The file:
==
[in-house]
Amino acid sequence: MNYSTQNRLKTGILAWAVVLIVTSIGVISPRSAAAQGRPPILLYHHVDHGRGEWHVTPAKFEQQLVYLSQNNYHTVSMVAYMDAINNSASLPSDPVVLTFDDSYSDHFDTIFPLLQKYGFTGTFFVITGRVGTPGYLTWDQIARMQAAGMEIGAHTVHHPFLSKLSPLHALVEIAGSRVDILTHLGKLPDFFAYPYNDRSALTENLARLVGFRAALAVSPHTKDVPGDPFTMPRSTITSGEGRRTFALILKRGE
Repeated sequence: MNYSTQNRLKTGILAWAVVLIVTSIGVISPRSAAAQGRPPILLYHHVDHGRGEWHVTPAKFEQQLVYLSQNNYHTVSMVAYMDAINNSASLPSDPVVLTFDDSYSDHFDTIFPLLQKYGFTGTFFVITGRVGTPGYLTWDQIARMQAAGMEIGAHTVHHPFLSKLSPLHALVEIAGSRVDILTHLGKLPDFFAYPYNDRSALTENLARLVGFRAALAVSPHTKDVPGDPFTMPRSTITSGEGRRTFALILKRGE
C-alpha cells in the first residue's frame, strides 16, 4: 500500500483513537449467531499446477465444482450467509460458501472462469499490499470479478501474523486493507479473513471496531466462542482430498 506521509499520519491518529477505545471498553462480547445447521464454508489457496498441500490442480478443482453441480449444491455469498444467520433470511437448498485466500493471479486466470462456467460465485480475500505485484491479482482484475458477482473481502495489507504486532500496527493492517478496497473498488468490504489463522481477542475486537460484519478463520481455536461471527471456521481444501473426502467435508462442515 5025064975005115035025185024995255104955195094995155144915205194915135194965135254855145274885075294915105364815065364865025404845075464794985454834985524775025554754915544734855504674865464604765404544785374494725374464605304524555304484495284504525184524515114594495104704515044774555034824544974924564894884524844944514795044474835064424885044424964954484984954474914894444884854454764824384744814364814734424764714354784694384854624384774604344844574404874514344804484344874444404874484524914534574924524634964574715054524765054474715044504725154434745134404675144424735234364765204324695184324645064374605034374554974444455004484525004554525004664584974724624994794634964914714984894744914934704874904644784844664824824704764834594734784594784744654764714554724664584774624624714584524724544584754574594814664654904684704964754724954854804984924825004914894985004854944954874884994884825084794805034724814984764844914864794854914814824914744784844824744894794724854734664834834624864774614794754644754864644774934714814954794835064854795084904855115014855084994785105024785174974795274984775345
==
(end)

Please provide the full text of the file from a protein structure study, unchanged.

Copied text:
[in-house]
Amino acid sequence: MNYSTQNRLKTGILAWAVVLIVTSIGVISPRSAAAQGRPPILLYHHVDHGRGEWHVTPAKFEQQLVYLSQNNYHTVSMVAYMDAINNSASLPSDPVVLTFDDSYSDHFDTIFPLLQKYGFTGTFFVITGRVGTPGYLTWDQIARMQAAGMEIGAHTVHHPFLSKLSPLHALVEIAGSRVDILTHLGKLPDFFAYPYNDRSALTENLARLVGFRAALAVSPHTKDVPGDPFTMPRSTITSGEGRRTFALILKRGE
Repeated sequence: MNYSTQNRLKTGILAWAVVLIVTSIGVISPRSAAAQGRPPILLYHHVDHGRGEWHVTPAKFEQQLVYLSQNNYHTVSMVAYMDAINNSASLPSDPVVLTFDDSYSDHFDTIFPLLQKYGFTGTFFVITGRVGTPGYLTWDQIARMQAAGMEIGAHTVHHPFLSKLSPLHALVEIAGSRVDILTHLGKLPDFFAYPYNDRSALTENLARLVGFRAALAVSPHTKDVPGDPFTMPRSTITSGEGRRTFALILKRGE
C-alpha cells in the first residue's frame, strides 16, 4: 500500500483513537449467531499446477465444482450467509460458501472462469499490499470479478501474523486493507479473513471496531466462542482430498 506521509499520519491518529477505545471498553462480547445447521464454508489457496498441500490442480478443482453441480449444491455469498444467520433470511437448498485466500493471479486466470462456467460465485480475500505485484491479482482484475458477482473481502495489507504486532500496527493492517478496497473498488468490504489463522481477542475486537460484519478463520481455536461471527471456521481444501473426502467435508462442515 5025064975005115035025185024995255104955195094995155144915205194915135194965135254855145274885075294915105364815065364865025404845075464794985454834985524775025554754915544734855504674865464604765404544785374494725374464605304524555304484495284504525184524515114594495104704515044774555034824544974924564894884524844944514795044474835064424885044424964954484984954474914894444884854454764824384744814364814734424764714354784694384854624384774604344844574404874514344804484344874444404874484524914534574924524634964574715054524765054474715044504725154434745134404675144424735234364765204324695184324645064374605034374554974444455004484525004554525004664584974724624994794634964914714984894744914934704874904644784844664824824704764834594734784594784744654764714554724664584774624624714584524724544584754574594814664654904684704964754724954854804984924825004914894985004854944954874884994884825084794805034724814984764844914864794854914814824914744784844824744894794724854734664834834624864774614794754644754864644774934714814954794835064854795084904855115014855084994785105024785174974795274984775345